Three years from the date of death

Wrongful death lawsuits are a type of personal injury claim in which the injured victim died as a result of an injury. Unlike the three-year personal injury statute of limitation time period, which begins running on the date of the injury, the wrongful death statute of limitation in Massachusetts is three years from the date of death, which means you must file a wrongful death claim within three years after your loved one’s death or the claim is barred forever.

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Who can file a claim?

The personal representative of your deceased loved one’s estate is the proper person to serve as the plaintiff in a wrongful death action. The personal representative’s title for estate purposes depends on whether the decedent left a will. If so, then the executor (or executrix) named in the will is the personal representative. If the decedent did not leave a will, then a family member or other interested party must petition the probate court for letters of administration. In cases where the decedent did not leave a will, the personal representative is referred to as the administrator of the estate. The following facts apply:

  • Only a personal representative of the decedent’s estate can file a wrongful death claim on behalf of the decedent’s estate.
  • An executor is a personal representative appointed in a will and may be one of several co-executors.
  • An administrator is a personal representative appointed by a court.
  • An estate must have only one type of personal representative.

Administrators and executors are personal representatives of an estate, and both perform similar estate management functions. The only difference is how they came to hold the position.

The personal representative’s attorney must prove that the decedent died in a fatal accident or as a result of injuries incurred because of the negligence or recklessness of another person or business. The representative must also prove that the loss had a negative financial impact on your loved one’s estate, such as medical and burial expenses and lost future earnings.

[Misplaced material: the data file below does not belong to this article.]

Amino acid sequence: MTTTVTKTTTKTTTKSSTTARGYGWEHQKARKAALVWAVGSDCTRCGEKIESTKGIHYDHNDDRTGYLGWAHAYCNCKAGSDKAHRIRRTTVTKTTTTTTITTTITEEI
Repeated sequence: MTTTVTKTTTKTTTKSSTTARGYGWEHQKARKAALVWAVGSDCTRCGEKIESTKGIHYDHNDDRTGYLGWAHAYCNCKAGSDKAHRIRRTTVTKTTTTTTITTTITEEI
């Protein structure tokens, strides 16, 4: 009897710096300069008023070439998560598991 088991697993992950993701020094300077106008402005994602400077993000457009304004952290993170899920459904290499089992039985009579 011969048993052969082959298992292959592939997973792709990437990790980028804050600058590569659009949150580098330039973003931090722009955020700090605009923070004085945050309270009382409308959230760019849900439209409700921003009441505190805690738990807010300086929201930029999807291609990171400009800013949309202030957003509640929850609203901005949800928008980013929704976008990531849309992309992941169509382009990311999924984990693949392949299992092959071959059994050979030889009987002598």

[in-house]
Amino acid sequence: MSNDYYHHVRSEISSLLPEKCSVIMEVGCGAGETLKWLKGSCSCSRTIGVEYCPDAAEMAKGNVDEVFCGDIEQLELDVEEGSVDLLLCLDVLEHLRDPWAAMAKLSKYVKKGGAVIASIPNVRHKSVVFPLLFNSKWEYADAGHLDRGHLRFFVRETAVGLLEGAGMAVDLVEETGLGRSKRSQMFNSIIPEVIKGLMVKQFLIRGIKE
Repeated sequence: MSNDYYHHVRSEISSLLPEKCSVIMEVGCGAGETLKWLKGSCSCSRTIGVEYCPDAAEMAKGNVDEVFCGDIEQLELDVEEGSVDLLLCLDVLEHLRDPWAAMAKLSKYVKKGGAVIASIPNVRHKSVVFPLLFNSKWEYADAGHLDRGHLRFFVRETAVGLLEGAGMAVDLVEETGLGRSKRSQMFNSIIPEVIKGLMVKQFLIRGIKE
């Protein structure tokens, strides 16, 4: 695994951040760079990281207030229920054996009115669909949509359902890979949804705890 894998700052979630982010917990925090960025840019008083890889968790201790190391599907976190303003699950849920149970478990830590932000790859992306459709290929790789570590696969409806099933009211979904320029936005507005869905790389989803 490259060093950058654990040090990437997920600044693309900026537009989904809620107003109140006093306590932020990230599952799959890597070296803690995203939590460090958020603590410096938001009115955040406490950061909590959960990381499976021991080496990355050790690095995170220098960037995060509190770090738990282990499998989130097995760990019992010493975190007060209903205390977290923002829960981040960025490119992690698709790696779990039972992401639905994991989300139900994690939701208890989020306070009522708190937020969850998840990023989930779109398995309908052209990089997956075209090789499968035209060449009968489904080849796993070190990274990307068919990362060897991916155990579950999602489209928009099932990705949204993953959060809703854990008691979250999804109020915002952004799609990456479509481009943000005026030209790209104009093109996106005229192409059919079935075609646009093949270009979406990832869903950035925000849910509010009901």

What happens to the money?

Damages awarded in a wrongful death lawsuit belong to your loved one’s estate and must be distributed according to the deceased’s will, if any, or according to the laws of intestate distribution if there wasn’t a will.

Wrongful death damage limits

Some states limit the compensation a jury can award in a wrongful death case. Massachusetts has a cap of $500,000 on all noneconomic damages in medical malpractice cases. Noneconomic damages include the following:

  • Pain and suffering
  • Mental anguish
  • Loss of consortium
  • Punitive damages

In addition, international treaties limit recovery amounts for relatives of people killed on airlines between nations.

Contact us to arrange a free consultation

Thornton Law Firm LLP provides outstanding legal representation throughout the course of your wrongful death claim. We offer free consultations and work on a contingency-fee basis, so you don’t pay if we don’t win your case. Call 1-888-491-9726 or contact us online to arrange a free consultation. Thornton Law Firm LLP is here when you need us most.